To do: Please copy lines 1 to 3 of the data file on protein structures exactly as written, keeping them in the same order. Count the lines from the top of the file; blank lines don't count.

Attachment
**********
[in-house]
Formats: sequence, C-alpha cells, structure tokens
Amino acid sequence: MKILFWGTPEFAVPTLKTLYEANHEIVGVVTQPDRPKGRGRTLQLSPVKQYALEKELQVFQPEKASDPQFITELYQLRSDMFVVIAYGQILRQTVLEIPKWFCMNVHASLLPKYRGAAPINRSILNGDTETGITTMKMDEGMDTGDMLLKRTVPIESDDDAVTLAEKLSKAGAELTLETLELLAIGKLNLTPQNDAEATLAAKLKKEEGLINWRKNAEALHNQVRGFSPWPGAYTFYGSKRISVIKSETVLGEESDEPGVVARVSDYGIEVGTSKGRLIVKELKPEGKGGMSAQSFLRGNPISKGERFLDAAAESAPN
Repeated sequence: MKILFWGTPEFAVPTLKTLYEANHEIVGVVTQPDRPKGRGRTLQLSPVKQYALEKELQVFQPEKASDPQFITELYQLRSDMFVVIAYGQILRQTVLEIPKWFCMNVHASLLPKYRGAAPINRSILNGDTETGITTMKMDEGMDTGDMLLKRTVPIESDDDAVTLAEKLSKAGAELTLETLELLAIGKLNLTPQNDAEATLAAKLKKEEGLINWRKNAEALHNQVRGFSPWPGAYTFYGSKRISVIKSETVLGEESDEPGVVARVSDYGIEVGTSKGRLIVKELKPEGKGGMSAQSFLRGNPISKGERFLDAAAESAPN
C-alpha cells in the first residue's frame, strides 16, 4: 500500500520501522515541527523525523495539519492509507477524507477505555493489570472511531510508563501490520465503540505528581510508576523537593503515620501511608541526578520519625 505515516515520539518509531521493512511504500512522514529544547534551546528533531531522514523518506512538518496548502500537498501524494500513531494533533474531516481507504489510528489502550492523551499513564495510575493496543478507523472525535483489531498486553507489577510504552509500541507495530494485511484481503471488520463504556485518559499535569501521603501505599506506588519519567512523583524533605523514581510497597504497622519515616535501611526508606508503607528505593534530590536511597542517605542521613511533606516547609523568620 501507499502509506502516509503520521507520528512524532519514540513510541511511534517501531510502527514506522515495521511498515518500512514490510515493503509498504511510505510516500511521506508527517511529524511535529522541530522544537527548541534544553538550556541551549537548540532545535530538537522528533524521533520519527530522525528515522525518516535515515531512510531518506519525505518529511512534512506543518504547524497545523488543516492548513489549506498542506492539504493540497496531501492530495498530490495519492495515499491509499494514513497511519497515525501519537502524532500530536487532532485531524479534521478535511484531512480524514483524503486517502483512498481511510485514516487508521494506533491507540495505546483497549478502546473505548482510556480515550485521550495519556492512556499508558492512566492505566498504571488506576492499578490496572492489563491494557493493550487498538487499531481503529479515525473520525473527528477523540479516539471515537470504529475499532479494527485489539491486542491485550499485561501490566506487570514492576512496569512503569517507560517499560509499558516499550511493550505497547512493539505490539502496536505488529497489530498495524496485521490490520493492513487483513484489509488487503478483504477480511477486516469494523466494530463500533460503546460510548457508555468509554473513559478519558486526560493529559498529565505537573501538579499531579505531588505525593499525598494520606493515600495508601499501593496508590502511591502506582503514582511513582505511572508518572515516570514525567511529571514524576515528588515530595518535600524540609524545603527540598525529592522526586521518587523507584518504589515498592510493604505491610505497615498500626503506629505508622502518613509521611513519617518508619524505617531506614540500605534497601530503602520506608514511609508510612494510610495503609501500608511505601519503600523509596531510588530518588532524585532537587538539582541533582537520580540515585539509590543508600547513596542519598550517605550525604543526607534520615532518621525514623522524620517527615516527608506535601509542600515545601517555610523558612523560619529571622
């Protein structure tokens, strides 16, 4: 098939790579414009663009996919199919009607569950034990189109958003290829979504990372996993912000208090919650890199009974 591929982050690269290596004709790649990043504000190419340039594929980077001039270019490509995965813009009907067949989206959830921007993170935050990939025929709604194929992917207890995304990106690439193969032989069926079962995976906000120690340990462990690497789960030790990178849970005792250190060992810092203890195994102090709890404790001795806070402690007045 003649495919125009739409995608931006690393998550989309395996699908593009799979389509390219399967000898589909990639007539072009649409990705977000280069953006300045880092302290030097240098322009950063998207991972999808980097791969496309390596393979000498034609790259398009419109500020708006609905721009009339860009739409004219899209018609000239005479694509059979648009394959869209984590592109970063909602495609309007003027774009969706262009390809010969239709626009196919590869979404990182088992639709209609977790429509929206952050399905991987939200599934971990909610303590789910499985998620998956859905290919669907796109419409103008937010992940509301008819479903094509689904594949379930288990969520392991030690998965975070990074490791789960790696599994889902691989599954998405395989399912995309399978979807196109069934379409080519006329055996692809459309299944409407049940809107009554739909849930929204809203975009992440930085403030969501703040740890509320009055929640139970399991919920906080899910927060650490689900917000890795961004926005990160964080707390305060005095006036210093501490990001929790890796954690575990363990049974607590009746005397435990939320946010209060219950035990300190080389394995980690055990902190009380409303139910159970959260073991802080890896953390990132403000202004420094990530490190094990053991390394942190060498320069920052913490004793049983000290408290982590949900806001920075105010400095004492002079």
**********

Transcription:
[in-house]
Formats: sequence, C-alpha cells, structure tokens
Amino acid sequence: MKILFWGTPEFAVPTLKTLYEANHEIVGVVTQPDRPKGRGRTLQLSPVKQYALEKELQVFQPEKASDPQFITELYQLRSDMFVVIAYGQILRQTVLEIPKWFCMNVHASLLPKYRGAAPINRSILNGDTETGITTMKMDEGMDTGDMLLKRTVPIESDDDAVTLAEKLSKAGAELTLETLELLAIGKLNLTPQNDAEATLAAKLKKEEGLINWRKNAEALHNQVRGFSPWPGAYTFYGSKRISVIKSETVLGEESDEPGVVARVSDYGIEVGTSKGRLIVKELKPEGKGGMSAQSFLRGNPISKGERFLDAAAESAPN